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Funeral Etiquette

Over the years, we’ve heard and seen it all. Obviously, there's more to funeral etiquette than what you wear. While the accepted customs of dress and behavior in a funeral have changed over time, courtesy never goes out of style.

  • Making the Most of a Difficult Time

    Part of that compassionate attention to detail involves knowing what religious, ethnic or personal considerations you need to take into account. And the other part is being respectful of the emotions of close family members.

    Here are a few things expected of you:

    • Offer an expression of sympathy.

      Often we are at a loss for words when encountering something as final as death. Simply saying "I'm sorry for your loss" is usually enough. Be respectful and listen attentively when spoken to, and offer your own words of condolence.

    • Find out the dress code.

      More often now, bereaved families may request guests to wear certain colors, or at least avoid wearing black. That's not always the case, however. As a rule of thumb, dress as you would for church, or for a job interview.

    • Give a gift.

      It doesn't matter if it is flowers, a donation to a charity or a commitment of service to the family at a later date; as always, "it's the thought that counts." Always make sure to provide the family with a signed card, so they know what gift was given, and by whom.

    • Sign the register book.

      Include not only your name, but your relationship to the deceased: co-worker, gym buddy, or casual acquaintance from the golf club. This helps family place who you are in future.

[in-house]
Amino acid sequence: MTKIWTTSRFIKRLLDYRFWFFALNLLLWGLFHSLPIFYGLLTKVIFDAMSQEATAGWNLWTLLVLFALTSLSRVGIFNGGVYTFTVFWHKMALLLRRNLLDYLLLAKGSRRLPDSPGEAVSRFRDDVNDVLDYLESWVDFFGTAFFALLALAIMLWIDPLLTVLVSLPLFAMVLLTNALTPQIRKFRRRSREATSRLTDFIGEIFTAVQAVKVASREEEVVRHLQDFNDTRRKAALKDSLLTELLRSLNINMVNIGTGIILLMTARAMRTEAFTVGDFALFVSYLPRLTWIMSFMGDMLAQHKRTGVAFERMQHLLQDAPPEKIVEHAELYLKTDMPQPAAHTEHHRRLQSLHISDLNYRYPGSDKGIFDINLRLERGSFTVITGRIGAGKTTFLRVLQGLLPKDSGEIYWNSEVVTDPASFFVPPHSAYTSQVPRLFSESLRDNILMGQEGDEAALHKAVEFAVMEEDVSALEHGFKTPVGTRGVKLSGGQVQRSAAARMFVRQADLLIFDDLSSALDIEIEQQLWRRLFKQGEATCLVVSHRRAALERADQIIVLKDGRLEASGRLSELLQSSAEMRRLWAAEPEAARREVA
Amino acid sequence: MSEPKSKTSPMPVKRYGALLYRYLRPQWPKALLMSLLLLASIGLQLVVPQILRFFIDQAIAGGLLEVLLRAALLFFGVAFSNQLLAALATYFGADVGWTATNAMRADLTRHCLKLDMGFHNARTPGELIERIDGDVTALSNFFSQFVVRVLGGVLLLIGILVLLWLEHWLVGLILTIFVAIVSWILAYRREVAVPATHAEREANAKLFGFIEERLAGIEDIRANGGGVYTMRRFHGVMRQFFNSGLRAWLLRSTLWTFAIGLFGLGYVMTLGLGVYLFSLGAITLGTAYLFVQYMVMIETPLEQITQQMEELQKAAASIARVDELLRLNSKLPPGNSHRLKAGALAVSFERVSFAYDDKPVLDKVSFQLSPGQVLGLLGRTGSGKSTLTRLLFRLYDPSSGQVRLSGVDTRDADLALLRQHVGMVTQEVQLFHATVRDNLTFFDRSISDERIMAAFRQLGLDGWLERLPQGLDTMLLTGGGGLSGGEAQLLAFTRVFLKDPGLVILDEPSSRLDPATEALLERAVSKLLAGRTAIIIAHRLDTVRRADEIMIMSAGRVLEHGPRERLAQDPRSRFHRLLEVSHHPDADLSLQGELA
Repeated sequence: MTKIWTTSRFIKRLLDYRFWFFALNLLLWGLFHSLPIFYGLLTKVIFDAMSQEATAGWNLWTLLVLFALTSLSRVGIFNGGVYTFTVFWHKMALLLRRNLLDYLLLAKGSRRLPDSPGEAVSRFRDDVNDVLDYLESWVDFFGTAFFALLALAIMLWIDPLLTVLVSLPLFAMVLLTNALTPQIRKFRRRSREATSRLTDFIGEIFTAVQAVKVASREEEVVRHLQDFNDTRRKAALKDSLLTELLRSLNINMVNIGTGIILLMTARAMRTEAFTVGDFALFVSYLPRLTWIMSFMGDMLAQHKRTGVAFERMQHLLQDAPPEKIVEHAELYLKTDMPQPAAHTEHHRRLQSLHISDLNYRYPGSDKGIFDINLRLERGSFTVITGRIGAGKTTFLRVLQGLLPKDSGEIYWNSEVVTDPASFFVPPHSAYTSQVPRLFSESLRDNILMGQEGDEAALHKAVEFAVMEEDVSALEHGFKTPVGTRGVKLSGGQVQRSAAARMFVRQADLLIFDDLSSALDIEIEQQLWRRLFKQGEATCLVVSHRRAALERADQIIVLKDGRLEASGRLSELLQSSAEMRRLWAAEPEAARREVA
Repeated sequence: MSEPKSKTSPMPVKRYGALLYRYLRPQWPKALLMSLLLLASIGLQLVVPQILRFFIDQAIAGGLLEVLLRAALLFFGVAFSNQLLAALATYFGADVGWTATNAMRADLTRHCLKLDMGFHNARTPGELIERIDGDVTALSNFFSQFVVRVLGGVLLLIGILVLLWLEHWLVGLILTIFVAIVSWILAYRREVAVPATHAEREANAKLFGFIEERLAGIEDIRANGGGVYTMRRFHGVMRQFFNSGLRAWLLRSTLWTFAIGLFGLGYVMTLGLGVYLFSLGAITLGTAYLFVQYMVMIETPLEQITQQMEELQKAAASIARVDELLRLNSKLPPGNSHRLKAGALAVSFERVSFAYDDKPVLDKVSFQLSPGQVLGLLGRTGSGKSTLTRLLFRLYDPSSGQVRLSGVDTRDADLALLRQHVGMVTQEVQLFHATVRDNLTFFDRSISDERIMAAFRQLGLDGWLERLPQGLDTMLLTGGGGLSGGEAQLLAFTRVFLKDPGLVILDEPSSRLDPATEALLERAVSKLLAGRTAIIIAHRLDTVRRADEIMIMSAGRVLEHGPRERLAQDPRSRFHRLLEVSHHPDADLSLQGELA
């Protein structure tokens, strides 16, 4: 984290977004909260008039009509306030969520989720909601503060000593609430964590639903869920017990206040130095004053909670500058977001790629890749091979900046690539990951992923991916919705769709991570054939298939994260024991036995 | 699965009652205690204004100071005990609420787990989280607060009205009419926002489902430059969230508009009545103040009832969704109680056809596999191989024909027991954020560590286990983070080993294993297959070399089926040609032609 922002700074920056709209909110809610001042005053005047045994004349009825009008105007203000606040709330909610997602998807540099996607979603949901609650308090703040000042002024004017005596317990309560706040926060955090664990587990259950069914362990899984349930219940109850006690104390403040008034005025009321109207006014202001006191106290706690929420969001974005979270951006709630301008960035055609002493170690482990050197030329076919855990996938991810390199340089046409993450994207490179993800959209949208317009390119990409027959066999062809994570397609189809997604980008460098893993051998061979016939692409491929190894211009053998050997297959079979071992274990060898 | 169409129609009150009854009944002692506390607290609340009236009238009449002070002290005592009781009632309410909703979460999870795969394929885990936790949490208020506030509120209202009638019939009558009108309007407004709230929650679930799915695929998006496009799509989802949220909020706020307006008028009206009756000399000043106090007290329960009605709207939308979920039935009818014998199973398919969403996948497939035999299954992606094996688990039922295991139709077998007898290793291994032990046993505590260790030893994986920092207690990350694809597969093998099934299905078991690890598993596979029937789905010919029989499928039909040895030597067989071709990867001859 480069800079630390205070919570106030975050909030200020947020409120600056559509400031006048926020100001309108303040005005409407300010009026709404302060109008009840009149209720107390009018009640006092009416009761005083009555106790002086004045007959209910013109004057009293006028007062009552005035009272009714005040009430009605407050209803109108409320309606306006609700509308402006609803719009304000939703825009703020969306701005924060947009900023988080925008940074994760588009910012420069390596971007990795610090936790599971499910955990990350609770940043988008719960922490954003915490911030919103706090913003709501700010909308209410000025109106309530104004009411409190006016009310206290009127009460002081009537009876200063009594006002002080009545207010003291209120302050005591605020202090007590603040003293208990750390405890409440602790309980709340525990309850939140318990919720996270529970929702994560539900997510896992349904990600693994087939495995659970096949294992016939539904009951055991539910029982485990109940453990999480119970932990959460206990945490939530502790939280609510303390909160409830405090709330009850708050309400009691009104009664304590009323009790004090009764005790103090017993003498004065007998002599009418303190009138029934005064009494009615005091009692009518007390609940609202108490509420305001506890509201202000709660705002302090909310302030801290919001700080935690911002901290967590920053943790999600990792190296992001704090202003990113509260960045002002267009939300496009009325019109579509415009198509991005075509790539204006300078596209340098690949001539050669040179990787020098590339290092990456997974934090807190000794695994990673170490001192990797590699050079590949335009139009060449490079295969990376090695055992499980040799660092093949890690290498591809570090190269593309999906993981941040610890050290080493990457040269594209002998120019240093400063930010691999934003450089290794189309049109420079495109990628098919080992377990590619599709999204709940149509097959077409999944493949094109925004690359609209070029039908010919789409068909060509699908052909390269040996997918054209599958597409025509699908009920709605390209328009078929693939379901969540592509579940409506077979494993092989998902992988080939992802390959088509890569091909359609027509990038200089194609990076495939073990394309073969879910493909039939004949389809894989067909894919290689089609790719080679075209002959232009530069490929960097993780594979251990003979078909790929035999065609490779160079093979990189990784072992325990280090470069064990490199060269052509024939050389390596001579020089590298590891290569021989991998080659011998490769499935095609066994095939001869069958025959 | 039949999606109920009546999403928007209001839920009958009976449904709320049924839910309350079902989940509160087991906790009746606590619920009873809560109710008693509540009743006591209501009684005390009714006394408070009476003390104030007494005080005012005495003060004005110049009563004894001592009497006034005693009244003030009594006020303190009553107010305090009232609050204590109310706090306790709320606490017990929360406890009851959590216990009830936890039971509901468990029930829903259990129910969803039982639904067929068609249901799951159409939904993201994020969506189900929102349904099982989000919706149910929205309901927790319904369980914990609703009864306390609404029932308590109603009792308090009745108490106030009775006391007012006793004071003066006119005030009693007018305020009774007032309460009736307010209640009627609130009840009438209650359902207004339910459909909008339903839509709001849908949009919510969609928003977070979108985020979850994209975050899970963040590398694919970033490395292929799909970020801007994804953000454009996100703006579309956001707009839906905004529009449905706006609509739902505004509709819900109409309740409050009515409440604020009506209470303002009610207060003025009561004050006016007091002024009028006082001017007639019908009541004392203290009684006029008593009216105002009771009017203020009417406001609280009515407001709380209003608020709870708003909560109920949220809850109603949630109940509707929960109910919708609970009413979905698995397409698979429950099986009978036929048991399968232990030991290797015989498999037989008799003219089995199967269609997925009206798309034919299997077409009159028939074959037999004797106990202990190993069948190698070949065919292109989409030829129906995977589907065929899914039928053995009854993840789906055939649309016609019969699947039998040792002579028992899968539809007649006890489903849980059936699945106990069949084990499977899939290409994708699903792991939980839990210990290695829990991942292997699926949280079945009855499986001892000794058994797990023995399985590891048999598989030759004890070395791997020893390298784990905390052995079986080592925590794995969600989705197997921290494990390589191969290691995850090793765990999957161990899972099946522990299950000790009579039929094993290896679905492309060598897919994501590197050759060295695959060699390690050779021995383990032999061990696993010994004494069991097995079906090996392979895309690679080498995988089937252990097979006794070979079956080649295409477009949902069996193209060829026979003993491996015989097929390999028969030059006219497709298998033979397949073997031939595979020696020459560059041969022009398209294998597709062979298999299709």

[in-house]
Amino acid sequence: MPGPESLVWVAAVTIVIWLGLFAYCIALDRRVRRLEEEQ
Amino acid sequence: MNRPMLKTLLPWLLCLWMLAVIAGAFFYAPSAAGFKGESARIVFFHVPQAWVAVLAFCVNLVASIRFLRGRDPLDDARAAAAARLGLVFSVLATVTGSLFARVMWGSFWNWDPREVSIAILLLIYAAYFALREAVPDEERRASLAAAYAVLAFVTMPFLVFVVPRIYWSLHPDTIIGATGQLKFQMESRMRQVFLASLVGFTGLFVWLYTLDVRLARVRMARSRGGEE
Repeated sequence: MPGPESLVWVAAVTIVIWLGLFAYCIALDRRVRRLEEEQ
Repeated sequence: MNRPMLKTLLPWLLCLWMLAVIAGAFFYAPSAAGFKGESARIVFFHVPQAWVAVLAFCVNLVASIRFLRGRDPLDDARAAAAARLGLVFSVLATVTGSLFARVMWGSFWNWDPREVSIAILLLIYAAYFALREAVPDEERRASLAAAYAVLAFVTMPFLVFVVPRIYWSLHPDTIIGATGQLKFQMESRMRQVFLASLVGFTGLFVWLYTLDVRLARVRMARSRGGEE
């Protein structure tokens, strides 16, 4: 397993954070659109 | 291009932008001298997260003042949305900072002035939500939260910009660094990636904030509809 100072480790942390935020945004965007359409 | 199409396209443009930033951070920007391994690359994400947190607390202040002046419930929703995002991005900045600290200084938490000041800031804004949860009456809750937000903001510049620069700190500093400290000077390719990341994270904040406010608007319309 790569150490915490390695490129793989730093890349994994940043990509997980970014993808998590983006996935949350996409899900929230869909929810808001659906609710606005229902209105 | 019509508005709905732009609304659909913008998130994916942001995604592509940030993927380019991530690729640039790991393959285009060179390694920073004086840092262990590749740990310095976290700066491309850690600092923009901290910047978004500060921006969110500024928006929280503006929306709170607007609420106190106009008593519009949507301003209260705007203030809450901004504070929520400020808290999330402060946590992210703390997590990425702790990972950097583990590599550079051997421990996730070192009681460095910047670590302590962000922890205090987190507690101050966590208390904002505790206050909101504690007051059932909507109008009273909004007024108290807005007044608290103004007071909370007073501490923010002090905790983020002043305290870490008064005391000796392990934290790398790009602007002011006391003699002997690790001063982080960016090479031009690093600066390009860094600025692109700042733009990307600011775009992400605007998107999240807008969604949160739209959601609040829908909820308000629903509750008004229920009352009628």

• Keep in touch.

      It's sometimes awkward for you to do so, but for most people the grieving doesn't end with a funeral.

  • But, What Shouldn't You Do?

    • Don't feel that you have to stay.

      If you make a visit during calling hours there's no reason your stay has to be a lengthy one.

    • Don't be afraid to laugh.

      Remembering their loved one fondly can mean sharing a funny story or two. Just be mindful of the time and place; if others are sharing, then you may do so too. There is simply no good reason you shouldn't talk about the deceased in a happy, positive tone.

    • Don't feel you have to view the deceased if there is an open casket.

      Act according to what is comfortable to you.

    • Don't allow your children to be a disturbance.

      If you feel they might be, then leave them with a sitter. But, if the deceased meant something to them, it's a good idea to invite them to share in the experience. Remember that anyone old enough to old enough to grieve.

    • Don't leave your cell phone on.

      Switch it off before entering the funeral home, or better yet, leave it in the car. All too often, we see people checking their cell phones for messages during the services.

    • Don't neglect to step into the receiving line.

      Simply say how sorry you are for their loss, offer up your own name and how you knew the deceased.

    • Don't be too hard on yourself if you make a mistake.

      Everyone does, and you can be sure that an apology may be all that's needed to mend and soothe.

  • What You Can Do

    When it's all over, always remember to continue to offer support and love to the bereaved. The next few months are a time when grieving friends and relatives could need you most. Let them know that your support did not end with the funeral.

    Perhaps you've got special concerns about an upcoming funeral or memorial service? We're here to provide the answers you're looking for. Call us at (727) 822-2059 or email us.

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